“It’s great,” says Bill, who is giddy afterward. “She’s doing the Marilyn Monroe thing.” But with her wide eyes and girly voice, she doesn’t seem saucy enough to be Monroe. It’s more like Monroe channeling Judy Garland in “The Wizard of Oz.”
In truth, there’s little separation between the two personas onstage or off. Stop in at their bayside Calvert County home unannounced, and you’ll find Doc, who’s 65, in a bow tie, pressed pants and shirt. It’s how he has dressed his whole adult life. He also wears garters to hold up his old-fashioned nylon socks, drives a 1937 black Buick Limited, and sometimes pulls out a monocle to read menus when he goes out for “luncheon.” Transfixed by pre-World War II-era America, Doc recalls how his grandparents in Arkansas would talk about life in the ’30s, “and they kind of got this faraway look in their eyes, and they’d say: ‘You know, we didn’t have much. We didn’t have anything. But, you know, people really seemed to be happier.’ ”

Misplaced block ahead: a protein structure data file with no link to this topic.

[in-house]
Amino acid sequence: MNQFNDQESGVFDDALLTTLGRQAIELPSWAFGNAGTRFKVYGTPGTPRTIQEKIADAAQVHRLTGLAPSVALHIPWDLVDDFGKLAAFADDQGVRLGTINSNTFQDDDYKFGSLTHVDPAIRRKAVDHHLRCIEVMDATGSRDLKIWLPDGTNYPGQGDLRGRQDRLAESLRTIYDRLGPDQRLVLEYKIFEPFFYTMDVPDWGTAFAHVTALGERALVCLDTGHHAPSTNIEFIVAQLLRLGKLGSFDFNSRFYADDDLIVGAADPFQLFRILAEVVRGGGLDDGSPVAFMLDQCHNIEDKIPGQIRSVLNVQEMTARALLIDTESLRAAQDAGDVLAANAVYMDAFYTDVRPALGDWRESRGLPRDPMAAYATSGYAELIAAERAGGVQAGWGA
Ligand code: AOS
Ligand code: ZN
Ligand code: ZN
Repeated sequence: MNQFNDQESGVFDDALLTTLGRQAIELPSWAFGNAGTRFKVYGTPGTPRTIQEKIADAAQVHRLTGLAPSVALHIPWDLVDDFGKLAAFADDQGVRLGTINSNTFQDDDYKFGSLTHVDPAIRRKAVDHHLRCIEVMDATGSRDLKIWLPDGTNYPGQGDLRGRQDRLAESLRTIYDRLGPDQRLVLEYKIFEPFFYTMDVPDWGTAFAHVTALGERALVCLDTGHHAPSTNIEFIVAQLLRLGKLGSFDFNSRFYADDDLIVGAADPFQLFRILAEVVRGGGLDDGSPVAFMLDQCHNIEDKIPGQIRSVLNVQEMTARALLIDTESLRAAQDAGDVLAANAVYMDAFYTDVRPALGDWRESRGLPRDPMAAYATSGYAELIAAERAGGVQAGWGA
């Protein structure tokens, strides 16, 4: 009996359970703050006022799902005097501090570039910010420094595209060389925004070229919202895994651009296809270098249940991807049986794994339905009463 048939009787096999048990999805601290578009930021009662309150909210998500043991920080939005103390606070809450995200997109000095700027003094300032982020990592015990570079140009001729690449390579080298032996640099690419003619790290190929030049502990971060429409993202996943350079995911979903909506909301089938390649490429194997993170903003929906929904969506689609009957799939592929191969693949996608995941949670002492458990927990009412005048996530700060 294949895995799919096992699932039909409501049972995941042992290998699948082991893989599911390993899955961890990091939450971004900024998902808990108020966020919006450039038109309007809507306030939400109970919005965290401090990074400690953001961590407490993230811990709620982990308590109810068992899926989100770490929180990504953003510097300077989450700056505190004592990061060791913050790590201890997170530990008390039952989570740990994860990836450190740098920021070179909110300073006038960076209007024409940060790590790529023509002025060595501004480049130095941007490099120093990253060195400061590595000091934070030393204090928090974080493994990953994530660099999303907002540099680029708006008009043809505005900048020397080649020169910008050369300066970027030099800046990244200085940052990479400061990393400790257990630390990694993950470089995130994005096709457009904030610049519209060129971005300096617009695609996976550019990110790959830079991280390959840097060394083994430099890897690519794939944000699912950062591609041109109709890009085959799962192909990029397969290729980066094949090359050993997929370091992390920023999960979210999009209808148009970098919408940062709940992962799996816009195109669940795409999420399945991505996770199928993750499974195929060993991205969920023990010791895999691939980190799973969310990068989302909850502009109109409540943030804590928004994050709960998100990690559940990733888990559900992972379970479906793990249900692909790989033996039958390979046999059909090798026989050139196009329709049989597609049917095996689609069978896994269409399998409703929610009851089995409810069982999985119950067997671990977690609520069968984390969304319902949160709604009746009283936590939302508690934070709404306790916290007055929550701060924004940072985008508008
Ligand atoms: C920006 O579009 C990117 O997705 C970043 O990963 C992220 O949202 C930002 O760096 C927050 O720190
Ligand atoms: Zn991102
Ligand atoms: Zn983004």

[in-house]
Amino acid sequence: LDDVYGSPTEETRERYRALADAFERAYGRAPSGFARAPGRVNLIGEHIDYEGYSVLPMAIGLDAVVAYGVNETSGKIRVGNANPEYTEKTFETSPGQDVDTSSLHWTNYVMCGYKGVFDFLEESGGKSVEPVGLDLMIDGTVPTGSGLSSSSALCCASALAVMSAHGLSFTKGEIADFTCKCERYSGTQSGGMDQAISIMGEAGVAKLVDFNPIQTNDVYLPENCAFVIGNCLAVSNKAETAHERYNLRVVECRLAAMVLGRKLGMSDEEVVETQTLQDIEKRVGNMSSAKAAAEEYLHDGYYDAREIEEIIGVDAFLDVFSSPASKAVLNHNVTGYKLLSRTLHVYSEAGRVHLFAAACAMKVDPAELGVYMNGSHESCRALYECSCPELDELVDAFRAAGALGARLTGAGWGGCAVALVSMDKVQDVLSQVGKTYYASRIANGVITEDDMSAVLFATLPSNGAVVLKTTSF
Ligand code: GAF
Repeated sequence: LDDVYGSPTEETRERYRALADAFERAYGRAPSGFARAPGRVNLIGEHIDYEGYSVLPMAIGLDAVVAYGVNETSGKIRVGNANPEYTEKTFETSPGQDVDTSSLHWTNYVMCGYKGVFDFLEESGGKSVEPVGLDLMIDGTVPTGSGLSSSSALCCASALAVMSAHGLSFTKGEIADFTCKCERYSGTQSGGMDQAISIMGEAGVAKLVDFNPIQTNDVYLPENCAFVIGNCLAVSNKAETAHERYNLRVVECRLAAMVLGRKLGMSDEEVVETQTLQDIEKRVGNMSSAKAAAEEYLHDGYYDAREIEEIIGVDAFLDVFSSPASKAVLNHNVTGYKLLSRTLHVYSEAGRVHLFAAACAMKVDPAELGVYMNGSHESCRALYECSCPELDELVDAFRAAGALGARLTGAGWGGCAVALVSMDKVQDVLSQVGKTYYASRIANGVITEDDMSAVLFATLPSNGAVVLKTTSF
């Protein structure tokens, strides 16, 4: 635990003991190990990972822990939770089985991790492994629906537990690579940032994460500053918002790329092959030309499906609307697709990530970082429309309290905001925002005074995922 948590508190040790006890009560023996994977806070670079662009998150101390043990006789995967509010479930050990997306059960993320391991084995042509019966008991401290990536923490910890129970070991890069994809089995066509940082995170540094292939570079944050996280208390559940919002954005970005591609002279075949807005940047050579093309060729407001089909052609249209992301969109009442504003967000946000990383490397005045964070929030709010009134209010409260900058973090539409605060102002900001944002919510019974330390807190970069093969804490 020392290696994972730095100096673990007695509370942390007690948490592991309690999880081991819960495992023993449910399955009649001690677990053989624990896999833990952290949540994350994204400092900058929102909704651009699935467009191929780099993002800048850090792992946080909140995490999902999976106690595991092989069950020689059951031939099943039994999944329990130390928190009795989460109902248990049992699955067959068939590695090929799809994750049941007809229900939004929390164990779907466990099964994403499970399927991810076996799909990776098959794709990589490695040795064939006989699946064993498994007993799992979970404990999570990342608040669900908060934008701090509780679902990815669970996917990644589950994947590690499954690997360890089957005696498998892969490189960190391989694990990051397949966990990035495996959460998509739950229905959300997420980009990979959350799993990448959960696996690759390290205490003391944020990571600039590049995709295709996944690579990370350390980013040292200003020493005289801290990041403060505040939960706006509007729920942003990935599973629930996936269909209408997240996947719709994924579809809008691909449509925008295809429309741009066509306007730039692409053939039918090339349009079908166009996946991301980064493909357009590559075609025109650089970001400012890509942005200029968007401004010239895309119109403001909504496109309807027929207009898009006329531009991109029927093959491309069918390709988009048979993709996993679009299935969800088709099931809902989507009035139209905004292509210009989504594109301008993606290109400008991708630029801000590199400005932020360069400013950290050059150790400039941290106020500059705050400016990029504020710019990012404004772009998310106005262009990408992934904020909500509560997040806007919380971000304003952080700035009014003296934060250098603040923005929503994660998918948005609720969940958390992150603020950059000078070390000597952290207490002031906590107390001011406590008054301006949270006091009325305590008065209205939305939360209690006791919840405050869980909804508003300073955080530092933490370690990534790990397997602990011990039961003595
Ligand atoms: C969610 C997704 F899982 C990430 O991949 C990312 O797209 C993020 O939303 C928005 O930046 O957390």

With a perfect figure, Chou Chou looks years younger than her age, a youthfulness exaggerated by a breathy, sweet-as-pie voice that always sounds as if it’s on the verge of a giggle. But her disposition is particularly striking, considering the tragedy she has dealt with and her lifelong struggle with autism.
“I’ve had lots of depression and lots of challenges, lots of misery,” she says. “I was not always this happy, but I’m grateful that I am, and most of it because of Doc. We make each other feel normal, incredibly normal and well adjusted, and we do not feel that way with the rest of the world.”
On a fall Saturday, the band has a gig on Long Island — a swanky wedding in Southampton — and gathers in a Columbia, Md., commuter parking lot in darkness at 6 a.m. Doc and Chou Chou show up groggy-looking, but Chou Chou warmly greets band members as they arrive. Today she wears a soft-jersey cream-colored dress, covered with small brown butterflies that match her red-brown nails. This is one of her own creations; she designs and sews all her own clothes and the four singers’ (“the girlfriends”) sequin-heavy costumes. Doc wears his customary bow tie, white shirt and gray suit.